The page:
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The Well-Crafted Argument: A Guide and Reader / Edition 3

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The Well-Crafted Argument guides students through the process of writing effective argumentative essays across the disciplines. The two-part structure of this rhetoric/reader includes a complete pedagogical apparatus—with coverage of reading, writing, and researching a topic—and an anthology of readings grouped into eight thematic clusters. In-depth instruction, combined with real student writings, engages students and helps them discover their own voices. The Third Edition features a greater emphasis on visual argument, while maintaining the authors' practical, skill-building approach. Each chapter ends with a summary, checklist, and writing projects that allow students to apply what they learn. In addition to guidance on drafting and revising arguments, the authors provide a variety of composition strategies, from free-writing to outlining. Active reading tools, such as note-taking, summary writing, and shared reading, are also encouraged.

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Product Details

  • ISBN-13: 9780618832071
  • Publisher: Cengage Learning
  • Publication date: 10/16/2007
  • Edition description: Older Edition
  • Edition number: 3
  • Pages: 940
  • Product dimensions: 6.50 (w) x 9.00 (h) x 1.20 (d)

Meet the Author

Fred D. White received his Ph.D. in English (with a concentration in Rhetorical Theory and Composition Studies) in 1980 from The University of Iowa and began teaching at Santa Clara University that same year. He has taught expository writing and literature courses at both the community college and university level. A professor of English at Santa Clara University, White offers courses in first-year composition, argumentation, nature writing, and an introduction to poetry. In 1997 he received the Louis and Dorina Brutocao Award for Teaching Excellence. He is the author, most recently, of The Daily Reader: 366 Selections from Great Prose and Poetry to Stimulate Great Writing (Writer's Digest Books, fall 2009), Approaching Emily Dickinson: Critical Currents and Crosscurrents since 1960 (Camden House, 2008), and also of The Daily Writer: 366 Meditations to Cultivate a Productive and Meaningful Writing Life (Writer's Digest Books, 2008; A Quality Paperback Book Club Featured Selection). Others of his titles include Essential Muir: A Selection of John Muir's Best Writings (Heyday Books, 2006) and Lifewriting (Quill Driver Books, 2004). His articles have been published in such journals as Arizona Quarterly, College Literature, The Chronicle of Higher Education, The Cambridge Companion to Emily Dickinson, North Dakota Quarterly, Pleiades, San Jose Studies, South Dakota Review, Walt Whitman Review, and The Writing Instructor.

Simone J. Billings received her Ph.D. in the Division of Language, Literacy, and Culture from Stanford University in 1994. Presently a senior lecturer at Santa Clara University, where she has worked full-time since 1980, she generally teaches non-fiction writing courses: freshman composition, freshman composition for honors students, argumentation, and creative non-fiction (e.g., profiles, satires, interviews, reviews, travel writing). In Fall 2009, Billings received a grant as a Fulbright Scholar to work with the Open Campus of the University of the West Indies on developing curriculum for on-line and blended (both on-line and face-to-face) delivery of writing classes. As a Fulbright Scholar, she also ran workshops on design of writing classes, written response to student papers, and writing program design for writing instructors of the Open Campus. In Fall 2007, Billings received the Dr. David E. Logothetti Teaching Award. Billings has presented numerous papers at the annual conventions of College Composition and Communication. She has also served as a consultant to the writing program at The University of the West Indies, Cave Hill Campus, on Barbados. Her research interests include (1) instructor commentary on and assessment of student writing and (2) various sites and manifestations of literacy.

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Table of Contents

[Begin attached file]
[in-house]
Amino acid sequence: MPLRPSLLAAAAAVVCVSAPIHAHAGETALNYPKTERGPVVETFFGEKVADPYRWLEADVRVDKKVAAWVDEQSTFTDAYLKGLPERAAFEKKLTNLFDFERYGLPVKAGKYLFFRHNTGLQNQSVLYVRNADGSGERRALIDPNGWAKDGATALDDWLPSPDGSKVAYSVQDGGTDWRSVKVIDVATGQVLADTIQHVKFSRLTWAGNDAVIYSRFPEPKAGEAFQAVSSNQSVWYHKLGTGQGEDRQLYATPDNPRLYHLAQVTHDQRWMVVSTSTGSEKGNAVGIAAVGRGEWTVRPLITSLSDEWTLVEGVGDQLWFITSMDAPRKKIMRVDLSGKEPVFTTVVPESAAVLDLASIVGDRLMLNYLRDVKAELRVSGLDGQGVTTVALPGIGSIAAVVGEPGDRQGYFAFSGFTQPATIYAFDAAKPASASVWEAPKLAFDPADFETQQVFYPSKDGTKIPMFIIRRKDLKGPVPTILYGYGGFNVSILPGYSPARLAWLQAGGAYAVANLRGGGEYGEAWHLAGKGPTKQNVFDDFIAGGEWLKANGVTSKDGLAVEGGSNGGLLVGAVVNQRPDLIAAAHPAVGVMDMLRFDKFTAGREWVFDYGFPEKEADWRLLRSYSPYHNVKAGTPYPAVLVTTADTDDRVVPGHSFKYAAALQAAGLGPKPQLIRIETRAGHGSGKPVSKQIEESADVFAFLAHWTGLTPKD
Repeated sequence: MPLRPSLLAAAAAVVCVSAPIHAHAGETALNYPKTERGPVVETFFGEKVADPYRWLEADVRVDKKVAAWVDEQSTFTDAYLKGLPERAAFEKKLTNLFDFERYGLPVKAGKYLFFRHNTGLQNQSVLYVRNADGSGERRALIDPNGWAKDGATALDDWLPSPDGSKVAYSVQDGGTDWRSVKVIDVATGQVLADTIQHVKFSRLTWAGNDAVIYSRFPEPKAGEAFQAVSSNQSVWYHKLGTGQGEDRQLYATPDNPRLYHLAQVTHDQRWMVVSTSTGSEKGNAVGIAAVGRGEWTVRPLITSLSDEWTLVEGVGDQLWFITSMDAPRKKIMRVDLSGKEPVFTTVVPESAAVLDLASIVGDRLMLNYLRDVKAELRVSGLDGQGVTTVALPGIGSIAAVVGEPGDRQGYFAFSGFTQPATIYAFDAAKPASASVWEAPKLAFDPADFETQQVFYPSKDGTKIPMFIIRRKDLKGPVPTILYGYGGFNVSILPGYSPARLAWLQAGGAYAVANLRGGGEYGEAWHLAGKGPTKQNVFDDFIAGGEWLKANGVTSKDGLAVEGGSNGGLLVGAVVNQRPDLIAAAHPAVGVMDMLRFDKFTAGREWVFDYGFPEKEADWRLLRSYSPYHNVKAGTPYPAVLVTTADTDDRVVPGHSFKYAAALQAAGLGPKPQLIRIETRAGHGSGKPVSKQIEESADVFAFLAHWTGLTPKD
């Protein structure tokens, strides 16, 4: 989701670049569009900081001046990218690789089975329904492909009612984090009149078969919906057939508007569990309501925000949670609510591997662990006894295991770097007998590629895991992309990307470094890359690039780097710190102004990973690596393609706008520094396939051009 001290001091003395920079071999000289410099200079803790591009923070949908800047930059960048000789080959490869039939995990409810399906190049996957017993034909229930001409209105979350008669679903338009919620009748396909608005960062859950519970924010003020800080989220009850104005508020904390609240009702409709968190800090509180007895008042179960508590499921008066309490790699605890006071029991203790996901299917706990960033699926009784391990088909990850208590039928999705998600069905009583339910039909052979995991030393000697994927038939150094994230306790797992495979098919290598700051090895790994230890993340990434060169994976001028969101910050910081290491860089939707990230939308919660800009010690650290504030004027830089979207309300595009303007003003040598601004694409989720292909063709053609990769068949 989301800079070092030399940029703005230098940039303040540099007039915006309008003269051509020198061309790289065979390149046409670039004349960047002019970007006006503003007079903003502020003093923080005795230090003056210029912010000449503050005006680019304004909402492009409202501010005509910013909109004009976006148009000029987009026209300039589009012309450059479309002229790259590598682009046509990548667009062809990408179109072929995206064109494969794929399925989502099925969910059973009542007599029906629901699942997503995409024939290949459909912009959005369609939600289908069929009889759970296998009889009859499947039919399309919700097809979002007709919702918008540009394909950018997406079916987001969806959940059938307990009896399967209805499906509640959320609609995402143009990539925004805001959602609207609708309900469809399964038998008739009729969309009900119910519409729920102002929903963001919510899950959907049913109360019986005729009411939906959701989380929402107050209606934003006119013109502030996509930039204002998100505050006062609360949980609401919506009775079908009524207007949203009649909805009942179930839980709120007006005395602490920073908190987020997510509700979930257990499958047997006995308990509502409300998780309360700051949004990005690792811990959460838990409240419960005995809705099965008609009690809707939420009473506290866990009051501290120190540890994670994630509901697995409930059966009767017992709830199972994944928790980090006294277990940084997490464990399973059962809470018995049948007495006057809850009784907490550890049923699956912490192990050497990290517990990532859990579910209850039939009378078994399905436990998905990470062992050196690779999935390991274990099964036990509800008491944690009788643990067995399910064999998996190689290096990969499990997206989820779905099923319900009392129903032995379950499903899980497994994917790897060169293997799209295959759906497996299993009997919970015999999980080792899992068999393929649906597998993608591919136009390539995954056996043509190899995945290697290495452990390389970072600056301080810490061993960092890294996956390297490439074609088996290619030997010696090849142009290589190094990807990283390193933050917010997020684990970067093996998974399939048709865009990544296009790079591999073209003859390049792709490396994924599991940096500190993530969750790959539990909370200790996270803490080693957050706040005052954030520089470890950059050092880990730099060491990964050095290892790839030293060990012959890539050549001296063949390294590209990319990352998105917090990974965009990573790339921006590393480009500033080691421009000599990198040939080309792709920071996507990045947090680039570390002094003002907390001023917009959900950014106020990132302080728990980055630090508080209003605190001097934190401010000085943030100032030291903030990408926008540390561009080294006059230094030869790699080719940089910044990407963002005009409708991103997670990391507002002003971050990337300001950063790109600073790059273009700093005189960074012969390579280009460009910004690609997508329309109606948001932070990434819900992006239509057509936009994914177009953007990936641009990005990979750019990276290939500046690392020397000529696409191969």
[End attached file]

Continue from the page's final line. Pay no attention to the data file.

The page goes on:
Note: Each chapter in Part I concludes with a Chapter Summary, a Checklist, and Writing Projects. Each cluster in Part II begins with an introduction and concludes with Connections Among the Clusters, Writing Projects, and For Further Reading. Part I. The Rhetoric of Argument. 1. The Nature and Process of Argument. Why Argue? What Is an Argument? Using Evidence in Argument. Communicating with a Purpose. The Process of Composing an Argument. Using Appeals in Argument. Organizing the Argument. Drafting the Argument. James Paul Gee, High Score Education. Revising the Argument: A Form of Reevaluation. Reading to Revise. Visual Aids as Tools for Argumentative Writing. Steven Waldman and John C. Green, Tribal Relations. Herb Block, The Cartoon. 2. Methods of Critical Reading. Reading as a Construction of Meaning. Active versus Passive Reading. Reading as a Writer of Arguments. Writing a Summary. Reading with a Pencil. Samuel Lipman, Say No to Trash. Reading Visuals in Arguments. Becoming a Highly Motivated Reader. Reading Responsibly. High Noon (editorial). Active Reading as Shared Reading. Using the Modes of Argument as a Schema for Analysis. The Importance of Open-Mindedness when Reading. Galileo Galilei, Letter to the Grand Duchess Christina. 3. Using the Classical Model in Your Arguments. Argument in the Ancient World. The Classical Model of Argument. Student Essay: Justine Hearn, Ecology vs. Land Development in Trinidad and Tobago. Reinforcing Aristotelian Appeals with Visuals. Anti-Defamation League, School Vouchers: The Wrong Choice for Public Education. Kurt L. Schmoke, Why School Vouchers Can Help Inner-City Children. 4. Using the Toulmin Model in Your Arguments. The Toulmin Model of Argument. Virginia Woolf, Professions for Women. Student Essay: Daniel Neal, Tobacco: Ignorance Is No Longer an Excuse. Organizing Your Argument Using the Toulmin Model. Thomas Jefferson, Declaration of Independence. 5. Using the Rogerian Model in Your Arguments. The Rogerian Model of Argument. Kimberly Shearer Palmer, Let's Talk About Sexual Harassment in Middle School. Martin Luther King, Jr., Letter from Birmingham Jail. Student Essay: Daniela Gibson, Who Owns Our Children? 6. Reasoning: Methods and Fallacies. Argumentative Reasoning. The Nature of Fallacies. Strategies of Reasoning. Errors in reasoning; A Taxonomy. Max Shulman, Love Is a Fallacy. 7. Researching Your Argument. The Three Faces of Resaerch. Searching Before You Research: Taking a Mental Inventory. Focusing Your Research for Argumentative Essays. Formulating a Strong Thesis. Researching Using the Internet. Searching on the Web. Useful Websites for Writers of Arguments. Researching Using Print Resources. Gathering Information from Email, Telephone Conversations, Interviews, and Surveys. Taking Effective Research Notes. The Role of Serendipity in Research. Evaluating Your Sources. Understanding and Avoiding Plagiarism. Incorporating Outside Sources into Your Argument. 8. Documenting Your Sources: MLA and APA Styles. Citation of Source Material: A Rationale. Which Documentation Style to Use? A Guide to MLA Documentation Style. Presenting Quoted Material. Index for Citing Sources: MLA Style. Using Author/Page In-Text Citations. Preparing the MLA List of Works Cited. Sample Student Paper: MLA Documentation Format: Daniela Gibson, Why We Should Punish. A Guide to APA Documentation Style. Presenting Quoted Material. Index for Citing Sources: APA Style. Using Author/Year In-Text Citations. Preparing the APA List of References. Sample Student Paper: APA Documentation Format: Jarrett Green, Child Molestation: Anything but Your Typical Crime. Part II. Reading Custers. 1. Athletics and Academics: How Do They Benefit Each Other? Are Student Athletes Really Students? Edward Koren, Game Score, Test Scores (editorial cartoon). Dave Newhouse, Brawn & Brains: Student Athletes Get a Bum Rap. John R. Gerdy, Is Athletics Meeting Its Purpose? John R. Gerdy, For True Reform, Athletic Scholarships Must Go. Student Essay: Scott Klausner, Academic Performance of Student Athletes. Issues for Further Research: The Intrinsic Value of College Athletics. Student Visual Essay: Kelly Ryan, The Faces of Sports. Student Essay: Kelly Ryan, Play for Pride, Not for Pay. 2. Intellectual Property: How Should IP Rights be Protected? How Might the Downloading of Music Files Best Be Regulated? Lloyd Dangle, Troubletown (editorial cartoon). U.S. Newswire, Jim Rogan Speaks on Intellectual Property Rights: "We Have to Treat Theft as Theft". Lawrence Lessig, Protecting Music. Janis Ian, The Internet Debacle: An Alternate View. Bill Thompson, Thread My Music's Yours. Benny Evangelista, Penalties Frighten Music Traders: Survey Reports Copyright Laws Are Not Daunting. Student Essay: Powell Fraser, Why I've Stopped Sharing Music. Student Essay: Nathan Salha, A Language All Their Own. Issues for Further Research: Copyright Term Limits. Jeffrey Rosen, Mouse Trap: Disney's Copyright Conquest. Jason Brooks, Needed: Sane IP Laws. Issues for Further Research: Copyright Complexities. Negativland, Changing Copyright. Issues for Further Research: Plagiarism. Deborah R. Gerhardt The Rules of Attribution. Lisa Takeuchi Cullen, Rule No. 1: Don't Copy. 3. Media Regulation: What Are the Issues? How Should the First Amendment's Freedom of Speech Guarantee Be Applied? Patrick Chappatte, Internet and Censorship (editorial cartoon). Rodney Smolla, Speech Overview. Martin P. Golding, Campus Speech Issues. Matthew Quirk, The Web Police. Student Essay: Quentin Clark, Speech Codes: An Insult to Education and a Threat to Our Future. Issues for Futher Research: Book Banning. Kurt Vonnegut Jr., A Letter to the Chairman of the Drake School Board. Student Essay: Kiley Strong, The Myth of Book Censoring Within the American Educational System. Student Essay: Gaby Caceres, Censorship of Books for Public High Schools: When Necessary, When Not Issues for Further Research: Effects of Media Violence. Cheryl Arvidson, Statement Linking Media Violence to Violence in Kids Draws Criticism. Mike Oppenheim, TV Isn't Violent Enough. Issues for Further Research: Textbook Sanitizing. CNN Student News, Language Police Bar "Old," "Blind". 4. Multicultural Learning: What Are the Priorities? Who, If Anyone, Benefits from Multicultural Education? Jim Huber, Politically Correct (editorial cartoon). Breea C. Willingham, Perspectives: Improving Race Relations One Journalism Class at a Time. Leslie Marmon Silko, Language and Literature from a Pueblo Indian Perspective. Issues for Further Research: The Canon Debate. Dinesh D'Souza, Equality and the Classics. Lawrence W. Levine, A Historian in Wonderland: Through the Looking Glass. Student Essay: Chris Garber, The Importance of Multicultural Education in Global Society. Issues for Further Research: Bilingual Education. John Darkow, English: The National Language (editorial cartoon). Monte Wolverton, Linguistic Police (editorial cartoon). Kendra Hamilton, Bilingual or Immersion? Wayne P. Thomas and Virginia Collier, Two Languages Are Better Than One. Richard Rodriguez, Speaking a Public Language. Student Essay: Regina Patzelt, Education in English: The Proven Benefits of a Bilingual Academic Program. Student Essay: Yung Le English First. Ann Russell, Literacy Development for Students with No Voice: Scheme and Schema. Rebecca Zwick, Eliminating Standardized Tests in College Admissions: The New Affirmative Action? Nathan Glazer and Abigail Thernstrom, Should the SAT Account for Race? 5. National Security: How Can the United Stated Best Protect Itself? What Effects Could the Patriot Act Have on Individual Liberties? Chris Slane, So, It's Agreed (editorial cartoon). Kevin V. Ryan, Patriot Act a Vital Tool Against Terrorism. Kevin Danaher and Scott Lynch, Faking Out the Constitution. George H. Pike, USA Patriot Act: What's Next? Darrin Bell, Condorville (comic strip). Mary Minow, The USA PATRIOT Act and Patron Privacy on Library Internet Terminals. James Bamford, Big Brother Is Listening. Student Essay: Mohammed Surve, New British Measure Will Harm Civil Liberties. Issues for Further Research: Budgeting for Security. Michael Scardaville, The Cost of Securing the Homeland. Issues for Further Research: Border Security. Charlie Norwood, 6000 Guardsmen Are Not Enough. Monica Campbell, Mexicans See Insult, Danger in Border Plan. 6. Science and Religion: If Common Ground Exists, Where Does It Lie? What Is the Basis of the Conflict Between Science and Religion? Johnny Hart, B.C. (comic strip). Steven Weinberg, A Designer Universe? Gregg Easterbrook, The New Convergence. Chet Raymo, Miracles and Explanations. J.T. Barbarese, Fossils. Cynthia Bass, Great Minds Needn't Think Alike to Be Right: Advocates of Science and Religion Can Co-Exist. Student Essay: Kareem Raad, Can One Compare Science and Religion? Issues for Further Research: Teaching Human Origins in the Public Schools. Stephen Jay Gould, Dorothy, It's Really Oz. David Ludden, Teaching Evolution at a Christian College. Issues for Further Research: Religion in Public Schools. Charles Krauthammer, The Real Message of Creationism. Student Essay: Patrick Green, The Battle over Creationism. 7. Biomedical Research: What Role Should Ethics Play? Can Biomedical Issues Be Separated from Politics? Dave Coverly, Political Science/Politicized Science (cartoon). Francine Russo, Who Should Read Your Mind? Arthur Caplan, Bioengineering and Self-Improvement. Robert P. George, Ethics, Politics, and Genetic Knowledge. Samuel Hensley, Designer Babies: One Step Closer. Issues for Further Research: The Stem Cell Debate. John W. Donohue, The Stem Cell Debate. Bonnie Steinbock, The Morality of Killing Human Embryos. Yuval Levin, A Middle Ground for Stem Cells. Editors of The New Atlantis, Stem Cell Spin. Issues for Further Research: Transgenic Animals. Michael W. Fox, Genetically Engineered Animals and the New "Pharm" Animal Factories. Michael Crichton, Patenting Life. Clare Kittredge, A Question of Chimeras. Student Essay: Nikolay Balbyshev, Priorities of Gene Therapy. 8. Masterpieces of Argument: What Do They Teach Us About the Art of Persuasion? Nick Ut, Tragedy of Vietnam (photograph). Plato, Allegory of the Cave. Andrew Marvell, To His Coy Mistress. Jonathan Swift, A Modest Proposal. Jonathan Edwards, Sinners in the Hands of an Angry God. Elizabeth Cady Stanton, Keynote Adderss at the First Woman's Rights Convention. Frederick Douglass, I Hear the Mournful Wail of Millions. Rachel Carson, The Obligation to Endure. Stanley Milgram, The Perils of Obedience. Carolyn G. Heilbrun, The Character of Hamlet's Mother.